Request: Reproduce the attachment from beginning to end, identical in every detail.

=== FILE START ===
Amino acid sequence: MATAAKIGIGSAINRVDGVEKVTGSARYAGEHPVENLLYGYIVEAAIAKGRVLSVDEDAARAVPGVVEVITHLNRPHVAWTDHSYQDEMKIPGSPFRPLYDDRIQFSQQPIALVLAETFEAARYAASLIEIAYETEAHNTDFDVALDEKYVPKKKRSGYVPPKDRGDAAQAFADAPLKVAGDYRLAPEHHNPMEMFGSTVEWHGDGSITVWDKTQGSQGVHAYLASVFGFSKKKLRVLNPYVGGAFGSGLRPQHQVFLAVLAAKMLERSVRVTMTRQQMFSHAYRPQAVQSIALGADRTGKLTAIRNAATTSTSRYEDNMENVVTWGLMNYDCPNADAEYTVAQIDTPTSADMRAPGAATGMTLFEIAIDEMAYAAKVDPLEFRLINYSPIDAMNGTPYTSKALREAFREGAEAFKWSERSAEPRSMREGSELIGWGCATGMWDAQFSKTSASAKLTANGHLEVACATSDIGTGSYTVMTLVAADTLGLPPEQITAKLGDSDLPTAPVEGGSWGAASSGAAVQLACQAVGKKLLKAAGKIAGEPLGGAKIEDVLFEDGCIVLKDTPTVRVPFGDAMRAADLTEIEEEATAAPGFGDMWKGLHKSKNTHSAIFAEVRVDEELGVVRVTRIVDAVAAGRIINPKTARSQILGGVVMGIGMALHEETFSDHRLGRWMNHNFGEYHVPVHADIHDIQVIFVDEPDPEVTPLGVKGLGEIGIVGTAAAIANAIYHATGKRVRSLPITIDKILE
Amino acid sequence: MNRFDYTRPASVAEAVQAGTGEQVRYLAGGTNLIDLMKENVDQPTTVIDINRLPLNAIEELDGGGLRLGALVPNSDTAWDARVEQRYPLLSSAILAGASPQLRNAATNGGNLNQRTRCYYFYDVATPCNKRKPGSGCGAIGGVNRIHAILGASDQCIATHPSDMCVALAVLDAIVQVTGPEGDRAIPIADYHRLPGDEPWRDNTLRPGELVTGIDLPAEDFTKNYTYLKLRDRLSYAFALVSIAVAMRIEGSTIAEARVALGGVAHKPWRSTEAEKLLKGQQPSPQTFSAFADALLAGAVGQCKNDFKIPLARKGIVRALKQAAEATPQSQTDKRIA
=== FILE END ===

Amino acid sequence: MATAAKIGIGSAINRVDGVEKVTGSARYAGEHPVENLLYGYIVEAAIAKGRVLSVDEDAARAVPGVVEVITHLNRPHVAWTDHSYQDEMKIPGSPFRPLYDDRIQFSQQPIALVLAETFEAARYAASLIEIAYETEAHNTDFDVALDEKYVPKKKRSGYVPPKDRGDAAQAFADAPLKVAGDYRLAPEHHNPMEMFGSTVEWHGDGSITVWDKTQGSQGVHAYLASVFGFSKKKLRVLNPYVGGAFGSGLRPQHQVFLAVLAAKMLERSVRVTMTRQQMFSHAYRPQAVQSIALGADRTGKLTAIRNAATTSTSRYEDNMENVVTWGLMNYDCPNADAEYTVAQIDTPTSADMRAPGAATGMTLFEIAIDEMAYAAKVDPLEFRLINYSPIDAMNGTPYTSKALREAFREGAEAFKWSERSAEPRSMREGSELIGWGCATGMWDAQFSKTSASAKLTANGHLEVACATSDIGTGSYTVMTLVAADTLGLPPEQITAKLGDSDLPTAPVEGGSWGAASSGAAVQLACQAVGKKLLKAAGKIAGEPLGGAKIEDVLFEDGCIVLKDTPTVRVPFGDAMRAADLTEIEEEATAAPGFGDMWKGLHKSKNTHSAIFAEVRVDEELGVVRVTRIVDAVAAGRIINPKTARSQILGGVVMGIGMALHEETFSDHRLGRWMNHNFGEYHVPVHADIHDIQVIFVDEPDPEVTPLGVKGLGEIGIVGTAAAIANAIYHATGKRVRSLPITIDKILE
Amino acid sequence: MNRFDYTRPASVAEAVQAGTGEQVRYLAGGTNLIDLMKENVDQPTTVIDINRLPLNAIEELDGGGLRLGALVPNSDTAWDARVEQRYPLLSSAILAGASPQLRNAATNGGNLNQRTRCYYFYDVATPCNKRKPGSGCGAIGGVNRIHAILGASDQCIATHPSDMCVALAVLDAIVQVTGPEGDRAIPIADYHRLPGDEPWRDNTLRPGELVTGIDLPAEDFTKNYTYLKLRDRLSYAFALVSIAVAMRIEGSTIAEARVALGGVAHKPWRSTEAEKLLKGQQPSPQTFSAFADALLAGAVGQCKNDFKIPLARKGIVRALKQAAEATPQSQTDKRIA